Former Special Counsel Robert Mueller testified before congressional committees last week on the contents of his office’s report on Russian interference in the 2016 election, making the case that foreign interference is “among the most serious” threats to democracy; it is ongoing; and there is more we can and should do to deter it. Just one day after his testimony, the Senate Select Committee on Intelligence (SSCI) reinforced Mueller’s assertion that foreign interference “deserves the attention of every American,” releasing volume one of its own investigation into Russia’s interference in 2016. Here are three things you need to know:
First, when it comes to election security threats, U.S. officials need to develop better communication protocols – both across and between levels of government and with the public. One striking revelation from the SSCI report is that, though the Department of Homeland Security (DHS) and Federal Bureau of Investigation (FBI) were regularly communicating with state officials regarding foreign cyber-attacks, the warnings they delivered “did not provide enough information or go to the right people.” As a result, important threats were never addressed, leaving some states unnecessarily exposed to interference. The report also revealed that government officials were hesitant to alert the public of interference attempts, worrying that such announcements would undermine confidence in the election process. Some state officials even suggested that the government “stop talking about the issue altogether.” But informing and educating the public of interference efforts can play an important role in helping to inoculate them against the effects.
Second, more resources should be allocated to the states, which run our elections, for upgrading outdated election infrastructure, conducting postelection audits of votes, and addressing cyber vulnerabilities. The SSCI report notes that several states currently use outdated paperless voting machines, which cannot be audited. Six of these states do not plan to upgrade their voting machines before 2020, according to the report. As evidenced by a recent report from the Alliance for Securing Democracy, the Brennan Center, Pitt Cyber, and R Street, several states also face million dollar funding shortfalls when it comes to replacing outdated voting equipment – let alone implementing measures such as upgraded cybersecurity, personnel training, or post-election audits.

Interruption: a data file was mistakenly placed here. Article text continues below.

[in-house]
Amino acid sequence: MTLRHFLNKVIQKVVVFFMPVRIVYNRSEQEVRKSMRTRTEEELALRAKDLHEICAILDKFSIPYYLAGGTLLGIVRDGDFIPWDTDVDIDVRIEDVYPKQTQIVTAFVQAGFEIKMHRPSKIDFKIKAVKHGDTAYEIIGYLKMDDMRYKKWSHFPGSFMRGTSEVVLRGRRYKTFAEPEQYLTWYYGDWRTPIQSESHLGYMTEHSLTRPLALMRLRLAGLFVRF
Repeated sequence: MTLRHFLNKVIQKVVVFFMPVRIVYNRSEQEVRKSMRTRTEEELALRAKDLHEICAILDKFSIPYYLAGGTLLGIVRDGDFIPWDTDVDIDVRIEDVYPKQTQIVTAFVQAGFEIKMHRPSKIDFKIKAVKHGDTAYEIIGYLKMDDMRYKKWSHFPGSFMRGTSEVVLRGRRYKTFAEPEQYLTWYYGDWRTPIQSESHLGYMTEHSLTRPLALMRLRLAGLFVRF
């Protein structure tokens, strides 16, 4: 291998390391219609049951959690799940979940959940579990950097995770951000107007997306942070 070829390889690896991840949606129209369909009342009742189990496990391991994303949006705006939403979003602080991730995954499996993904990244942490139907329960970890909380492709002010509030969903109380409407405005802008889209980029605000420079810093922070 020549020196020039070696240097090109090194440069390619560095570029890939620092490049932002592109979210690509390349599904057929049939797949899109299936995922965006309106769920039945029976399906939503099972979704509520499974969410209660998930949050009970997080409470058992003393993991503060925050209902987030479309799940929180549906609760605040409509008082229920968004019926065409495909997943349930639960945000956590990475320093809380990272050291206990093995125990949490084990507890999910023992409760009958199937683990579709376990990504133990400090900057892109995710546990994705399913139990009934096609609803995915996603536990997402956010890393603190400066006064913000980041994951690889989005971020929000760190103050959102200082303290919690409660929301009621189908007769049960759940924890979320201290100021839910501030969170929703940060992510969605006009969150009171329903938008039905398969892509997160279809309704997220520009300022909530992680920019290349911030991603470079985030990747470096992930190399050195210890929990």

Given the scope of the Russian attack in 2016 – the SSCI report indicates it is likely t hat Russia targeted election infrastructure in all 50 states – securing our election infrastructure is a nationwide urgency. Hostile nation-state actors have the capacity to target states with a wealth of sophisticated cyber tools and tactics, and, as one state official describes, “it’s not a fair fight.” The federal government needs to do more to help states reach the appropriate capacity to safely manage the country’s elections. At a minimum, this should include more support for upgrading election infrastructure, helping with postelection audits, and addressing well-documented cyber vulnerabilities.
Third, last week’s discussions pointed to the need for better coordination across the federal government on the foreign interference challenge broadly. Russia’s 2016 interference campaign effectively “exploited the seams between federal authorities,” the committee noted. Special Counsel Mueller drew a similar conclusion, calling on the various agencies to “not only share information, but share expertise, share targets, and use the full resources that we have to address this problem.”
The Office of the Director of National Intelligence (ODNI)’s establishment of an election threats executive was a welcome and promising step. But foreign interference is not limited to elections and our responses shouldn’t be either. The White House should establish a Hybrid Threat Center within ODNI to help coordinate intelligence analysis across the whole of government, not just the intelligence community. The White House should also establish a senior Foreign Interference Coordinator at the level of Deputy Assistant to the President with the appropriate staff and capacity to provide oversight to the counter interference efforts occurring at the various federal agencies.
The time to take action against foreign interference is now. As Special Counsel Mueller highlighted last week, America’s adversaries are targeting our democracy “as we sit here.” The U.S. government’s poor performance in countering foreign interference in 2016 represented a “failure to imagine” the threats that faced our democracy. Now, over two and a half years later – and just eight months from the first casting of votes in the 2020 presidential election – that failure to imagine is becoming a “failure to act” to secure our democracy.